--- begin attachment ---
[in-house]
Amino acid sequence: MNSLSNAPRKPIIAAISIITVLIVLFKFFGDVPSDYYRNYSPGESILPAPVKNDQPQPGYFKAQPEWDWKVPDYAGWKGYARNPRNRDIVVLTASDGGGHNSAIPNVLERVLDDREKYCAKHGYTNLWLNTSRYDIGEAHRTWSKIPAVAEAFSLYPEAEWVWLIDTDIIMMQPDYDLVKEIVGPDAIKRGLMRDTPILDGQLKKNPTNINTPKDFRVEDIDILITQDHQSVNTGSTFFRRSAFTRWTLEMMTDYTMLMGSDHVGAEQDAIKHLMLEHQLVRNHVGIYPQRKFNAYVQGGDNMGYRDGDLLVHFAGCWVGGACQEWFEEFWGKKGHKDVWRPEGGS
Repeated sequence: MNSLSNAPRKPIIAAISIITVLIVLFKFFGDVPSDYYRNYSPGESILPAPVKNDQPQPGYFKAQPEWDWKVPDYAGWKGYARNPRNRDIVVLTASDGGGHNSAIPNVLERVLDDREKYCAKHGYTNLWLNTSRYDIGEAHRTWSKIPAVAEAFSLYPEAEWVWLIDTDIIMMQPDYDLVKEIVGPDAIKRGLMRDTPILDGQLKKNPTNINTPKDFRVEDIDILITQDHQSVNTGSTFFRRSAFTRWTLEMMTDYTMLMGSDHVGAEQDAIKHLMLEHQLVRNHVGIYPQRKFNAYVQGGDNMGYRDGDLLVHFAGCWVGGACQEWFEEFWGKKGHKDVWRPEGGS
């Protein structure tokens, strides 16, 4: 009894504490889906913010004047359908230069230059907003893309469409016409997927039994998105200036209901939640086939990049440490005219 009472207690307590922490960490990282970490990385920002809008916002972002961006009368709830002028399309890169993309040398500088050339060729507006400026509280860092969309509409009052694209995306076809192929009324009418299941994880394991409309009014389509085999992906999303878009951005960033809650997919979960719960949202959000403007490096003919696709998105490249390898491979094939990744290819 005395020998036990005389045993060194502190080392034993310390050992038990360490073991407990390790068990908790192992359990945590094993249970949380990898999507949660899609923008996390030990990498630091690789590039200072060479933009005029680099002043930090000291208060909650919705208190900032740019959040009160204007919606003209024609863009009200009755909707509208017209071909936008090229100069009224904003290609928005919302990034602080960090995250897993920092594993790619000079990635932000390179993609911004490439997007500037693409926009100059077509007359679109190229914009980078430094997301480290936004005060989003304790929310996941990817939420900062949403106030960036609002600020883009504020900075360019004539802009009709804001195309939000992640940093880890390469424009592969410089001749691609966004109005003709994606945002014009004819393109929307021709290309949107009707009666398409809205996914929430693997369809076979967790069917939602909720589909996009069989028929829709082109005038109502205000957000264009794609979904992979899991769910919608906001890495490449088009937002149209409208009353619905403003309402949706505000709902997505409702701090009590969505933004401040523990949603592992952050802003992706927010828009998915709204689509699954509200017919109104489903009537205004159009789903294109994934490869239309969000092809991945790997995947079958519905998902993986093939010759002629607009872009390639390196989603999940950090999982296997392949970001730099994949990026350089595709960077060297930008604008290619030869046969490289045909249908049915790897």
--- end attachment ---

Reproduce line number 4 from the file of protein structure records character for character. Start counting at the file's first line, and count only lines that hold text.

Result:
């Protein structure tokens, strides 16, 4: 009894504490889906913010004047359908230069230059907003893309469409016409997927039994998105200036209901939640086939990049440490005219 009472207690307590922490960490990282970490990385920002809008916002972002961006009368709830002028399309890169993309040398500088050339060729507006400026509280860092969309509409009052694209995306076809192929009324009418299941994880394991409309009014389509085999992906999303878009951005960033809650997919979960719960949202959000403007490096003919696709998105490249390898491979094939990744290819 005395020998036990005389045993060194502190080392034993310390050992038990360490073991407990390790068990908790192992359990945590094993249970949380990898999507949660899609923008996390030990990498630091690789590039200072060479933009005029680099002043930090000291208060909650919705208190900032740019959040009160204007919606003209024609863009009200009755909707509208017209071909936008090229100069009224904003290609928005919302990034602080960090995250897993920092594993790619000079990635932000390179993609911004490439997007500037693409926009100059077509007359679109190229914009980078430094997301480290936004005060989003304790929310996941990817939420900062949403106030960036609002600020883009504020900075360019004539802009009709804001195309939000992640940093880890390469424009592969410089001749691609966004109005003709994606945002014009004819393109929307021709290309949107009707009666398409809205996914929430693997369809076979967790069917939602909720589909996009069989028929829709082109005038109502205000957000264009794609979904992979899991769910919608906001890495490449088009937002149209409208009353619905403003309402949706505000709902997505409702701090009590969505933004401040523990949603592992952050802003992706927010828009998915709204689509699954509200017919109104489903009537205004159009789903294109994934490869239309969000092809991945790997995947079958519905998902993986093939010759002629607009872009390639390196989603999940950090999982296997392949970001730099994949990026350089595709960077060297930008604008290619030869046969490289045909249908049915790897």